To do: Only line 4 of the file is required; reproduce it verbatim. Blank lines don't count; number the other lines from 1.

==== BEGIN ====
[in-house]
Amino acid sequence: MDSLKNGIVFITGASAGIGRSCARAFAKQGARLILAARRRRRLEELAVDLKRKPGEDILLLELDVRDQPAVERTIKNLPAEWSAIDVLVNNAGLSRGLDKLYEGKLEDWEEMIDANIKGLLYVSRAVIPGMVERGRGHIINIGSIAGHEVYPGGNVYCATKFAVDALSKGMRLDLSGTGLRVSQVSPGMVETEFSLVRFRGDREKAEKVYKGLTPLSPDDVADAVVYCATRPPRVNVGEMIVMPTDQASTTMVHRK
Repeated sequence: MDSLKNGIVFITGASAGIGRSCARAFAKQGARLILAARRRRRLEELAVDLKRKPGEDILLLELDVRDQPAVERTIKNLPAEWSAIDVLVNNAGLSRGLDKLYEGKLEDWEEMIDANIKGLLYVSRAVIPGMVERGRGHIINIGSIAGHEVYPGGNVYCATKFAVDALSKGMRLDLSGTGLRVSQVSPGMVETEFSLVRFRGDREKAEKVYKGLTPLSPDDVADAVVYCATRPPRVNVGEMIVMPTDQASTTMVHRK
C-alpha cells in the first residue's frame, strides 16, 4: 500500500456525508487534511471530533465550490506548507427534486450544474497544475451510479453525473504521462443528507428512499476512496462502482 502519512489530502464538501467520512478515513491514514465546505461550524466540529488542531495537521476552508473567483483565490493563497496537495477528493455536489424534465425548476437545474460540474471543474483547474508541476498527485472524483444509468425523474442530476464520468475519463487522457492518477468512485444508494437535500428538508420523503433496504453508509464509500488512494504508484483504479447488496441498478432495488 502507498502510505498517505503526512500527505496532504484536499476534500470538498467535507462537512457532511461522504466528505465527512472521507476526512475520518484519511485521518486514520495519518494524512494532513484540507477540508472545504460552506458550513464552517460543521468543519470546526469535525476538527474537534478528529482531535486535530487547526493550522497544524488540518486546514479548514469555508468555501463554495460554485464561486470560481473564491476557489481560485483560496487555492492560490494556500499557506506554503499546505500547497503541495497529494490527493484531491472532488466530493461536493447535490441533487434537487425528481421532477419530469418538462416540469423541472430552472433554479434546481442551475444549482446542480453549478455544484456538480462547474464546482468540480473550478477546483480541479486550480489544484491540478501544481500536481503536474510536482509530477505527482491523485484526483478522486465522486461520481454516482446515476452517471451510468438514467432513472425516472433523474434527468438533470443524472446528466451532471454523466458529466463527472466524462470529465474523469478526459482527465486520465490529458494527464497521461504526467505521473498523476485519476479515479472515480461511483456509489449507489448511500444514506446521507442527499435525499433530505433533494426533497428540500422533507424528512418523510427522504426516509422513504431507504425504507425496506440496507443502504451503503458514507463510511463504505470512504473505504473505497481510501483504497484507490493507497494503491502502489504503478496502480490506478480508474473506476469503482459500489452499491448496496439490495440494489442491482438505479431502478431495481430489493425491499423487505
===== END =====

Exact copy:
C-alpha cells in the first residue's frame, strides 16, 4: 500500500456525508487534511471530533465550490506548507427534486450544474497544475451510479453525473504521462443528507428512499476512496462502482 502519512489530502464538501467520512478515513491514514465546505461550524466540529488542531495537521476552508473567483483565490493563497496537495477528493455536489424534465425548476437545474460540474471543474483547474508541476498527485472524483444509468425523474442530476464520468475519463487522457492518477468512485444508494437535500428538508420523503433496504453508509464509500488512494504508484483504479447488496441498478432495488 502507498502510505498517505503526512500527505496532504484536499476534500470538498467535507462537512457532511461522504466528505465527512472521507476526512475520518484519511485521518486514520495519518494524512494532513484540507477540508472545504460552506458550513464552517460543521468543519470546526469535525476538527474537534478528529482531535486535530487547526493550522497544524488540518486546514479548514469555508468555501463554495460554485464561486470560481473564491476557489481560485483560496487555492492560490494556500499557506506554503499546505500547497503541495497529494490527493484531491472532488466530493461536493447535490441533487434537487425528481421532477419530469418538462416540469423541472430552472433554479434546481442551475444549482446542480453549478455544484456538480462547474464546482468540480473550478477546483480541479486550480489544484491540478501544481500536481503536474510536482509530477505527482491523485484526483478522486465522486461520481454516482446515476452517471451510468438514467432513472425516472433523474434527468438533470443524472446528466451532471454523466458529466463527472466524462470529465474523469478526459482527465486520465490529458494527464497521461504526467505521473498523476485519476479515479472515480461511483456509489449507489448511500444514506446521507442527499435525499433530505433533494426533497428540500422533507424528512418523510427522504426516509422513504431507504425504507425496506440496507443502504451503503458514507463510511463504505470512504473505504473505497481510501483504497484507490493507497494503491502502489504503478496502480490506478480508474473506476469503482459500489452499491448496496439490495440494489442491482438505479431502478431495481430489493425491499423487505